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Accepted Eclectic - Aceyalone

Accepted Eclectic

Aceyalone

Ground Control

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List Price:
Amazon Price: $29.99
Lowest New Price: $6.98
Lowest Used Price: $1.60
Total New: 6
Total Used: 11
DVD Details:
  • Starring:
  • Director:
  • Format:
  • Rated: NR (Not Rated)
  • Studio: Ground Control
  • Theatrical Release Date: Dec 31, 1969
  • DVD Release Date: Mar 06, 2001
  • Run Time:
  • ASIN: B000056Q1Q
  • UPC: 659657704528
  • Sales Rank: 325460
Tracks:
1: Rappers, Rappers, Rappers
2: Five Feet
3: Alive
4: Hardship
5: I Never Knew
6: I Got To Have It Too
7: Accepted Eclectic
8: Golden Mic
9: B-Boy Real McCoy
10: Down Right Dirty
11: Master Your High
12: Microphones
13: Serve & Protect
14: Bounce
15: I Can't Complain
16: Project Blowed
Editorial Review from Amazon.com:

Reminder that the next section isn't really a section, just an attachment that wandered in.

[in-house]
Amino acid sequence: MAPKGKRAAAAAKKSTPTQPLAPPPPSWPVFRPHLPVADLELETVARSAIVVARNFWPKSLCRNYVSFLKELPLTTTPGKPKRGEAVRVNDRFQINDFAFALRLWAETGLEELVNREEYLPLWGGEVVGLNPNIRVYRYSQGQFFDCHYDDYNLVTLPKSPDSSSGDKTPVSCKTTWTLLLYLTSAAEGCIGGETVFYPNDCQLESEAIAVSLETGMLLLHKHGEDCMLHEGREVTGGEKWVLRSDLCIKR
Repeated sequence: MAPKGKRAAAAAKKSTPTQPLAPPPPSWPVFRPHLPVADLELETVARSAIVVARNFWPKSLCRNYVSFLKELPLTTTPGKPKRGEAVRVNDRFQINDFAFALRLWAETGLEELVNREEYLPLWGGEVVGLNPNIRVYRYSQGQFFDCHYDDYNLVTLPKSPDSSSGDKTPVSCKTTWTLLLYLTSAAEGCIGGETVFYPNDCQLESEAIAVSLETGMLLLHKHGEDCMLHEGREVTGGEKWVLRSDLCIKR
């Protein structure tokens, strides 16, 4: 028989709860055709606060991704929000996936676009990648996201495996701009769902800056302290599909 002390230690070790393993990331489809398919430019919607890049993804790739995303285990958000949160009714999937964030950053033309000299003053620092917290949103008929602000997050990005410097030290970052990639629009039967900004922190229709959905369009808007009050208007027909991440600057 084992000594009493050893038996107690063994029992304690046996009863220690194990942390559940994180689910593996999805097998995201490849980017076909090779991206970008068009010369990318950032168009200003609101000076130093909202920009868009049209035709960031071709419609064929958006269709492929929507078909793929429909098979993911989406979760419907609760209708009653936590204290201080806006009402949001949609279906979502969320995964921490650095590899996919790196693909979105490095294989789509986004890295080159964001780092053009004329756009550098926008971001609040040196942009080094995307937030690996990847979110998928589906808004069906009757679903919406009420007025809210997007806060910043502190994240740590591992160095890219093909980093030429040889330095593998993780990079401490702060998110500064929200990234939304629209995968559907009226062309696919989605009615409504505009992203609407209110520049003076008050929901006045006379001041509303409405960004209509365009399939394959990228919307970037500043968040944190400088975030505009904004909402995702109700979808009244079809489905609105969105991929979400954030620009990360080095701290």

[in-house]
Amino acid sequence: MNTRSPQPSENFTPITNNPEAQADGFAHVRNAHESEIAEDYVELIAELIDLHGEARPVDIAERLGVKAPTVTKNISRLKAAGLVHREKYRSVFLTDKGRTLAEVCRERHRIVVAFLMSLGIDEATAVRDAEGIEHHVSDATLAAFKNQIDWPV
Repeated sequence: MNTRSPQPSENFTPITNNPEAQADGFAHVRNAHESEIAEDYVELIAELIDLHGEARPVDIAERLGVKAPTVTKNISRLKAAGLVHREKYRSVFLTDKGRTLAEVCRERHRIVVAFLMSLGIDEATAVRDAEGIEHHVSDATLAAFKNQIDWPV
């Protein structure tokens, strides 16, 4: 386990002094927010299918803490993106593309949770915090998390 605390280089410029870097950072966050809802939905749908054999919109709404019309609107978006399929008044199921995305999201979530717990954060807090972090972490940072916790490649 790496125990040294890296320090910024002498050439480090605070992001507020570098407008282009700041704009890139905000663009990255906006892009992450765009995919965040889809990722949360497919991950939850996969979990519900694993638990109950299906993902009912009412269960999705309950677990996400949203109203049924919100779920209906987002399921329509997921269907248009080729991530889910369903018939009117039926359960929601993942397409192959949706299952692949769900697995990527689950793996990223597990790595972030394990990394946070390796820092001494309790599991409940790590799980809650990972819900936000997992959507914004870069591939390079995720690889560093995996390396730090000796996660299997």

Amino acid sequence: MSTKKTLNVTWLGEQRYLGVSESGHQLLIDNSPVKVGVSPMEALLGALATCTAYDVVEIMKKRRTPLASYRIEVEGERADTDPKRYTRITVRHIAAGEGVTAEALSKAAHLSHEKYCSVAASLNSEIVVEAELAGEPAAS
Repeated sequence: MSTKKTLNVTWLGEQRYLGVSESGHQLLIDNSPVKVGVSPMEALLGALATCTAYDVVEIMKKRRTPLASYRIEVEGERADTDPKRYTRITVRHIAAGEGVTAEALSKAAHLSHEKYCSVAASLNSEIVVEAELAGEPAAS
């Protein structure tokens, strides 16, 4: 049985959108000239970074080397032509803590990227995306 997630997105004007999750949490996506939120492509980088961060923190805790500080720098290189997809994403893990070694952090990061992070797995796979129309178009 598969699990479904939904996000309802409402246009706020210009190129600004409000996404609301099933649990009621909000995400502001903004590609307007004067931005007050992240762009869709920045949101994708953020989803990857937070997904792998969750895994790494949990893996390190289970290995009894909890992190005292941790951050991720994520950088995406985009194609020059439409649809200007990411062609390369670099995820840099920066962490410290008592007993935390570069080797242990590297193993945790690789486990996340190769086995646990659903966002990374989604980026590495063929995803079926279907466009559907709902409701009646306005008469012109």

If scholars scrutinize the brush stroke of a master painter, Aceyalone deserves the same level of appreciation for his wordplay. Ever since he first emerged with the Freestyle Fellowship, Acey has arguably shown himself to be the premier West Coast lyricist, crafting intricate rhyme schemes loaded with brilliant content. He flexes the creativity of a poet with the heart of a braggart, making him a dangerous opponent in any cipher. That's not to say that Acey's perfect--he's had an uneven track record on LPs. But Accepted Eclectic doesn't try for the lofty (but ill-executed) concept status of Book of Human Language, and features more consistent production than his debut All Balls Don't Bounce. Instead, Acey sticks to the basics: good rhymes, good beats, great songs. He shows unlimited range in topic, from the reflective and philosophical "Never Knew" to the rapid-fire "B-Boy Real McCoy" to a surprising remake of Ed O.G.'s classic "I Got to Have It (Too)"--he doesn't try to improve on the original (a common mistake among rappers) but instead extends it, even bringing in Ed O.G. to preserve the lineage. Concepts aside, it's still Acey's gift of gab that's the draw. His versatility is unparalleled: his words can tap dance their way across a track, as on "Golden Mic," or dig deep into it with verbal cleats, as on "Five Feet." For veteran Acey fans and the uninitiated alike, "Accepted Eclectic" is a stunning example of how far lyricism can go with its ability to amaze and inspire. --Oliver Wang